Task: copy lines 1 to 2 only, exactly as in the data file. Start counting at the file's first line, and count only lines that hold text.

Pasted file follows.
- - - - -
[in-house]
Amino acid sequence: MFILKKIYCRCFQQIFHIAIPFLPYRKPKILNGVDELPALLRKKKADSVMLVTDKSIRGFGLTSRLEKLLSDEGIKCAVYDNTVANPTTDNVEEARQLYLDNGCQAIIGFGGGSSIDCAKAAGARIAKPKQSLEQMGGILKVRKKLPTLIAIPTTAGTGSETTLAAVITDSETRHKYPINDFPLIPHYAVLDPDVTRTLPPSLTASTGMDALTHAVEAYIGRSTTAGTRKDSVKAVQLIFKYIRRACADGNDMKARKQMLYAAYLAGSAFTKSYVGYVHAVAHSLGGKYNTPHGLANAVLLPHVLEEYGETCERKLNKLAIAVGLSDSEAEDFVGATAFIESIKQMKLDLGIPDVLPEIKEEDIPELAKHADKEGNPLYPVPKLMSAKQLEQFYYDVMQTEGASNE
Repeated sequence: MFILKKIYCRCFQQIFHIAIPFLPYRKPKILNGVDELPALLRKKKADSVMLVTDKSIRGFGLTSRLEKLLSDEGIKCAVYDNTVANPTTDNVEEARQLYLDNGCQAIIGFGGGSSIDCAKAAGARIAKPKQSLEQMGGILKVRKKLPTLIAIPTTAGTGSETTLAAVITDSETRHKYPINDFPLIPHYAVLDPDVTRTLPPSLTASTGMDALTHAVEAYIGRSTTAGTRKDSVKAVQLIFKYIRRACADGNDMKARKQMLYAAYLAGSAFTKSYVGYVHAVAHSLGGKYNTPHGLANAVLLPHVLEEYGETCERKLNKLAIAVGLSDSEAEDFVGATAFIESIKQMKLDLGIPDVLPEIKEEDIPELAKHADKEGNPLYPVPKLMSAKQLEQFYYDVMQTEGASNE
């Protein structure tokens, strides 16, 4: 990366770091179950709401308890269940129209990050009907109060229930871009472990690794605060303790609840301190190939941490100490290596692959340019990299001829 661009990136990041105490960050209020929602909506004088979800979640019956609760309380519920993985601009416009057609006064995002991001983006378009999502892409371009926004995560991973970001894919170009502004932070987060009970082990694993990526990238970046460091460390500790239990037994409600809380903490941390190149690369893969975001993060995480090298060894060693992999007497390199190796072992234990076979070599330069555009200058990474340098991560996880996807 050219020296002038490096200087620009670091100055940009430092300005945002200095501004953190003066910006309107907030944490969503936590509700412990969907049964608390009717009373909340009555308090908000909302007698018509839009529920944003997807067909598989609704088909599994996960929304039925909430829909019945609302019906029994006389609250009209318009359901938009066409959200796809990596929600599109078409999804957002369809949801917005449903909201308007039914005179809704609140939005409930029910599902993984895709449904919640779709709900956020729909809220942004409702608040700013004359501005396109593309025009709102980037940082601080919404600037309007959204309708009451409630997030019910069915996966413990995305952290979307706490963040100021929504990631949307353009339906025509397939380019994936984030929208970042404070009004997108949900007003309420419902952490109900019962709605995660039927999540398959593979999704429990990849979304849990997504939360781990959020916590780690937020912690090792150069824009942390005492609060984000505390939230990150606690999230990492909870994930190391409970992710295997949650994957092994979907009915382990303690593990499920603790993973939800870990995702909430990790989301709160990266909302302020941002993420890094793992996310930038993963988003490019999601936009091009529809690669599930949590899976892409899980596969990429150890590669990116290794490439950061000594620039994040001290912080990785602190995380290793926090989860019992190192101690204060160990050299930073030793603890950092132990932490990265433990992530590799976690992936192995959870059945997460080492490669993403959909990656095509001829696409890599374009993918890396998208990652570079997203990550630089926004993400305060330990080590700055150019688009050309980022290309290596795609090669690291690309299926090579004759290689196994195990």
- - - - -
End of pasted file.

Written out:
[in-house]
Amino acid sequence: MFILKKIYCRCFQQIFHIAIPFLPYRKPKILNGVDELPALLRKKKADSVMLVTDKSIRGFGLTSRLEKLLSDEGIKCAVYDNTVANPTTDNVEEARQLYLDNGCQAIIGFGGGSSIDCAKAAGARIAKPKQSLEQMGGILKVRKKLPTLIAIPTTAGTGSETTLAAVITDSETRHKYPINDFPLIPHYAVLDPDVTRTLPPSLTASTGMDALTHAVEAYIGRSTTAGTRKDSVKAVQLIFKYIRRACADGNDMKARKQMLYAAYLAGSAFTKSYVGYVHAVAHSLGGKYNTPHGLANAVLLPHVLEEYGETCERKLNKLAIAVGLSDSEAEDFVGATAFIESIKQMKLDLGIPDVLPEIKEEDIPELAKHADKEGNPLYPVPKLMSAKQLEQFYYDVMQTEGASNE